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NAM Leads Fights Against Counterfeit Products

By National Association of Manufacturers Press Release

Washington – The nation is counting on manufacturers to respond to the COVID-19 pandemic and help spur the recovery and renewal of the U.S. economy.

But counterfeiters have tried to take advantage of the situation, and their fake goods and products now pose an even greater threat to the health and safety of all Americans.

To fight this growing problem, the National Association of Manufacturers has released its latest research, “Countering Counterfeits,” which includes proposed solutions for Congress, the administration and the private sector to pursue.

“As Americans battle an unprecedented global health crisis, we are also battling a second threat: fake and counterfeit products that harm consumers and undermine manufacturing in the United States,” said NAM Senior Vice President of Policy and Government Relations Aric Newhouse.

“COVID-19 has provided new opportunities for counterfeiters to prey on consumers’ anxiety and use the high demand for online goods to boost their illicit profits—all at the expense of American workers, consumers and businesses. The NAM is leading the fight against counterfeiters to ensure the strength and stability of our economy and the health of the American people.”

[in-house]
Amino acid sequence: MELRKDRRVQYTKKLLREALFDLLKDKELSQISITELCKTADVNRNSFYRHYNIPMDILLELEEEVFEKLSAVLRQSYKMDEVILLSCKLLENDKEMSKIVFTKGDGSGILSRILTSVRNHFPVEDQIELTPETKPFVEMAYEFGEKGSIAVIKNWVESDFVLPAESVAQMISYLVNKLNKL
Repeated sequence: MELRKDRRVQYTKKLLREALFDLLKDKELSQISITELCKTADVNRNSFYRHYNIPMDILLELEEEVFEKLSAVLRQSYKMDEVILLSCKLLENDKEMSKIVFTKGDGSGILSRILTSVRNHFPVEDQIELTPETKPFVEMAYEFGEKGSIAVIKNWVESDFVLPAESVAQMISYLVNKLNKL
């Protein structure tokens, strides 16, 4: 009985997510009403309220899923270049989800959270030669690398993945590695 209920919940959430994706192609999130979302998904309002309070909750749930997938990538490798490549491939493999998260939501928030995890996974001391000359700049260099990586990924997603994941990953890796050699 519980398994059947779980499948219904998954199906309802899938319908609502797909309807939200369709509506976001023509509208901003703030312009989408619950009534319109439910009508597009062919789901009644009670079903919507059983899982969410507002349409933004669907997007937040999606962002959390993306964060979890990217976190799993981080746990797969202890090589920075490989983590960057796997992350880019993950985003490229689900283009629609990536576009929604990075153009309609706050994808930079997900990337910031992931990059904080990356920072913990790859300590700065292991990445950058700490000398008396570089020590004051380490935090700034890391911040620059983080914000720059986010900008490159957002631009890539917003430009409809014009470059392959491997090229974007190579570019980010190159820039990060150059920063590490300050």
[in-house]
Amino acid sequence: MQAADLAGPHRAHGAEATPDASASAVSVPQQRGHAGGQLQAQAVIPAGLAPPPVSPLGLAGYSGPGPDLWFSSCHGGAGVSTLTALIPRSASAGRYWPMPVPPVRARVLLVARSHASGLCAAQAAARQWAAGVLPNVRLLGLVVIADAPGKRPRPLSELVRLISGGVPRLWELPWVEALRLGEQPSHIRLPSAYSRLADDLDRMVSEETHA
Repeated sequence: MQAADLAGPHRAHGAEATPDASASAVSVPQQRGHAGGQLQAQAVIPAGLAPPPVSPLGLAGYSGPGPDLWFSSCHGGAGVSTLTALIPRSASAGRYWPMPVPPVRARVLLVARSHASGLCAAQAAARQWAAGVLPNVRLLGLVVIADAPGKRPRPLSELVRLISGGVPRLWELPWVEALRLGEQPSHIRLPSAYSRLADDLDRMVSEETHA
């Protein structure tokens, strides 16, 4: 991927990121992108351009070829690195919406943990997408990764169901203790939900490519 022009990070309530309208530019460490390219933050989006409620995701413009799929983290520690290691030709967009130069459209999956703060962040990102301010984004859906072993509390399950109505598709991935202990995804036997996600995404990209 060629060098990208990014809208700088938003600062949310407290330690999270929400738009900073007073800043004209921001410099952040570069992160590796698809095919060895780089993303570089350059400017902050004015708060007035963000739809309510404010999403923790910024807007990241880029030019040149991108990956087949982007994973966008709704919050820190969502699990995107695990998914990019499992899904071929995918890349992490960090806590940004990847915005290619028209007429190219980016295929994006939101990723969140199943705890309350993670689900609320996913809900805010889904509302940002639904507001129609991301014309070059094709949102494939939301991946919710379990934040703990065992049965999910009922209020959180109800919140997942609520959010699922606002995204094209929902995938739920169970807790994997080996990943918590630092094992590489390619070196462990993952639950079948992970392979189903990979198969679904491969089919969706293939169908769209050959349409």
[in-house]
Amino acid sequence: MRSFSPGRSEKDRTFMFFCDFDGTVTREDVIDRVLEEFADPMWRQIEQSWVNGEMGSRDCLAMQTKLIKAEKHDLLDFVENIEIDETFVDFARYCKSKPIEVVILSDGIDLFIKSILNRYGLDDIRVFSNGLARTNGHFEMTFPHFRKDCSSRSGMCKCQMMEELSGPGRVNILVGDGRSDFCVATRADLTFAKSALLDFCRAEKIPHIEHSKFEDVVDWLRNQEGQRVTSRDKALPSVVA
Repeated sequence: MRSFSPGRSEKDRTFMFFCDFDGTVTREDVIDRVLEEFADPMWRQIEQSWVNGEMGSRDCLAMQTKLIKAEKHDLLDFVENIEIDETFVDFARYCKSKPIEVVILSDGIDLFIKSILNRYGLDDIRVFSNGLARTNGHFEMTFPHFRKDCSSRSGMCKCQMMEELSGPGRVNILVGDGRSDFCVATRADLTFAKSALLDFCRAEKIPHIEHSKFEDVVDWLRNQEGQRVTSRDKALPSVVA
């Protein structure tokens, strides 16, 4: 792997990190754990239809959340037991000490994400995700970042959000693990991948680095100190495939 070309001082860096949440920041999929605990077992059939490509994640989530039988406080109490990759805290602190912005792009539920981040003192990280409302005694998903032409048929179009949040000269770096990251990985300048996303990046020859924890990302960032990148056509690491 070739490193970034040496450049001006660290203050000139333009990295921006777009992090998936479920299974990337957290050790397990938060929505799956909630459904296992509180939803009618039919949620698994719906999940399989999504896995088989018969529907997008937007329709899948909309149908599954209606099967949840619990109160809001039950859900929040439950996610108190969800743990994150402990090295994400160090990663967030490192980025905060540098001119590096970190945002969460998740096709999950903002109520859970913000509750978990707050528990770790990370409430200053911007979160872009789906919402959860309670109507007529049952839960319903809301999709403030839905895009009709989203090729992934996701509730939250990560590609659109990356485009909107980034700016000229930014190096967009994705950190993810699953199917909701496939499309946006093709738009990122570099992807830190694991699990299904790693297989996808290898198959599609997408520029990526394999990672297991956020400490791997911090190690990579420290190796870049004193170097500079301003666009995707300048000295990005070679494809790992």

To fight this growing problem, manufacturers must spend more and more money to guard against counterfeiters. This especially hurts small and medium-sized manufacturers. The NAM’s research estimates that counterfeiting subtracted nearly $131 billion from the U.S. economy in 2019, including $22.3 billion in lost labor income and more than 325,500 fewer American jobs.

Counterfeiters target a variety of products, from automotive parts and children’s toys to medical devices and pharmaceuticals. The rise of e-commerce has caused an explosion in fake products, particularly from China. E-commerce has created a pipeline to consumers that counterfeiters can exploit while hiding their identities and evading oversight. Estimates now indicate that global trade in counterfeits exceeds $500 billion per year.

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